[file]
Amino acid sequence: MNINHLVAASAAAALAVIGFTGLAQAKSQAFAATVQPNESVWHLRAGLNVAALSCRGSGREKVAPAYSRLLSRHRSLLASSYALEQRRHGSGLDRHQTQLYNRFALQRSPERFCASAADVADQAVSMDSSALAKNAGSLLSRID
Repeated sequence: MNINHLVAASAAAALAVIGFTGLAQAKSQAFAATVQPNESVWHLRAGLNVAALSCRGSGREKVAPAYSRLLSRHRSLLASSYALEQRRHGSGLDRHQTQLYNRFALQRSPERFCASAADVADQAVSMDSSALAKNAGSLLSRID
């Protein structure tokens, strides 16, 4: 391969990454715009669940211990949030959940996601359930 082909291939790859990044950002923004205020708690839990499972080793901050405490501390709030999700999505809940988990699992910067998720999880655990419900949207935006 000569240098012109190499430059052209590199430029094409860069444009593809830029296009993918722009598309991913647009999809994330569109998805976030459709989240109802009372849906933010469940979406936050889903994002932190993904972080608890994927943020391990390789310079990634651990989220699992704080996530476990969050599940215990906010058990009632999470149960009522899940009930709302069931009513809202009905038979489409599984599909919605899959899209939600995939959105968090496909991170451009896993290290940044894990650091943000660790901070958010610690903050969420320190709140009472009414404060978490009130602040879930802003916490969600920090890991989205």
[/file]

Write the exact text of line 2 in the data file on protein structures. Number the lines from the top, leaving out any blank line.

Repeated sequence: MNINHLVAASAAAALAVIGFTGLAQAKSQAFAATVQPNESVWHLRAGLNVAALSCRGSGREKVAPAYSRLLSRHRSLLASSYALEQRRHGSGLDRHQTQLYNRFALQRSPERFCASAADVADQAVSMDSSALAKNAGSLLSRID